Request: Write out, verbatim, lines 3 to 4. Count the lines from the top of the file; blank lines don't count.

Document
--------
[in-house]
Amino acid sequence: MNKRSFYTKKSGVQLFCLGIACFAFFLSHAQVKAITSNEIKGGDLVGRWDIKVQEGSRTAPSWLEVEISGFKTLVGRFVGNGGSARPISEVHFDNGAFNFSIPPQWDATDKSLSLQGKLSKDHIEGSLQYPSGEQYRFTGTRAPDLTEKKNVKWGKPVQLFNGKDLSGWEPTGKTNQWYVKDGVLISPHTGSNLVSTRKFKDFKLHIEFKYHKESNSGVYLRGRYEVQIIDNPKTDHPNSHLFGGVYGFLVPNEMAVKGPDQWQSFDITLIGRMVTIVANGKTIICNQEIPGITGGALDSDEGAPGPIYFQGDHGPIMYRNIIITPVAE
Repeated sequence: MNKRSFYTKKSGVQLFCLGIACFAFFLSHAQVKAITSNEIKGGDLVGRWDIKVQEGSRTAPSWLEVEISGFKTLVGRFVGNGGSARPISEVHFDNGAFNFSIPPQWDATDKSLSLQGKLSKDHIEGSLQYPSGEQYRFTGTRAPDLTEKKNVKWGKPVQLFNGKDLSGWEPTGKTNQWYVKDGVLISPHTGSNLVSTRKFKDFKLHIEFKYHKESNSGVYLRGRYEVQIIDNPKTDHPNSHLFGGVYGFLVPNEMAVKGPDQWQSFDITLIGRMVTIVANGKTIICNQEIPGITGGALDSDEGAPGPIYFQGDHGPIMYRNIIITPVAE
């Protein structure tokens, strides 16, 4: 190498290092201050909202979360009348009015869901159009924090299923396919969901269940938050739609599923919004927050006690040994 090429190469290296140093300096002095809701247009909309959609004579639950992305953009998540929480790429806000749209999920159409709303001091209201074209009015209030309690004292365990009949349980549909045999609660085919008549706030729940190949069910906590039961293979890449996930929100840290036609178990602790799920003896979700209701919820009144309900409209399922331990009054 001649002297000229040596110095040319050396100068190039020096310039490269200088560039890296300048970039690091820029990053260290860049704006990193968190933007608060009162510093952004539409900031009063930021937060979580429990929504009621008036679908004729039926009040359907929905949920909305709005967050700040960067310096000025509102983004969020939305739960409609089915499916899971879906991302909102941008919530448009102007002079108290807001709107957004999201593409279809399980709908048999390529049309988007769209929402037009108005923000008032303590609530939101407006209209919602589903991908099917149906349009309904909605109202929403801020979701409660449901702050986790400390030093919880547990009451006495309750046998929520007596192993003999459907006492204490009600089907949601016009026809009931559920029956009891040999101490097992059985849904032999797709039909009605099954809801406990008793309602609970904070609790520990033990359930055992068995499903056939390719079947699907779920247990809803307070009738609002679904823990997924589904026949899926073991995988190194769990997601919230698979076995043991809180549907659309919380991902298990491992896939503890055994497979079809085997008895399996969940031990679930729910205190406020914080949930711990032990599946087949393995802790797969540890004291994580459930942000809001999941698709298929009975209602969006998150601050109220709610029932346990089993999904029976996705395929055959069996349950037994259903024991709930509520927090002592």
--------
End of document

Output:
Repeated sequence: MNKRSFYTKKSGVQLFCLGIACFAFFLSHAQVKAITSNEIKGGDLVGRWDIKVQEGSRTAPSWLEVEISGFKTLVGRFVGNGGSARPISEVHFDNGAFNFSIPPQWDATDKSLSLQGKLSKDHIEGSLQYPSGEQYRFTGTRAPDLTEKKNVKWGKPVQLFNGKDLSGWEPTGKTNQWYVKDGVLISPHTGSNLVSTRKFKDFKLHIEFKYHKESNSGVYLRGRYEVQIIDNPKTDHPNSHLFGGVYGFLVPNEMAVKGPDQWQSFDITLIGRMVTIVANGKTIICNQEIPGITGGALDSDEGAPGPIYFQGDHGPIMYRNIIITPVAE
């Protein structure tokens, strides 16, 4: 190498290092201050909202979360009348009015869901159009924090299923396919969901269940938050739609599923919004927050006690040994 090429190469290296140093300096002095809701247009909309959609004579639950992305953009998540929480790429806000749209999920159409709303001091209201074209009015209030309690004292365990009949349980549909045999609660085919008549706030729940190949069910906590039961293979890449996930929100840290036609178990602790799920003896979700209701919820009144309900409209399922331990009054 001649002297000229040596110095040319050396100068190039020096310039490269200088560039890296300048970039690091820029990053260290860049704006990193968190933007608060009162510093952004539409900031009063930021937060979580429990929504009621008036679908004729039926009040359907929905949920909305709005967050700040960067310096000025509102983004969020939305739960409609089915499916899971879906991302909102941008919530448009102007002079108290807001709107957004999201593409279809399980709908048999390529049309988007769209929402037009108005923000008032303590609530939101407006209209919602589903991908099917149906349009309904909605109202929403801020979701409660449901702050986790400390030093919880547990009451006495309750046998929520007596192993003999459907006492204490009600089907949601016009026809009931559920029956009891040999101490097992059985849904032999797709039909009605099954809801406990008793309602609970904070609790520990033990359930055992068995499903056939390719079947699907779920247990809803307070009738609002679904823990997924589904026949899926073991995988190194769990997601919230698979076995043991809180549907659309919380991902298990491992896939503890055994497979079809085997008895399996969940031990679930729910205190406020914080949930711990032990599946087949393995802790797969540890004291994580459930942000809001999941698709298929009975209602969006998150601050109220709610029932346990089993999904029976996705395929055959069996349950037994259903024991709930509520927090002592």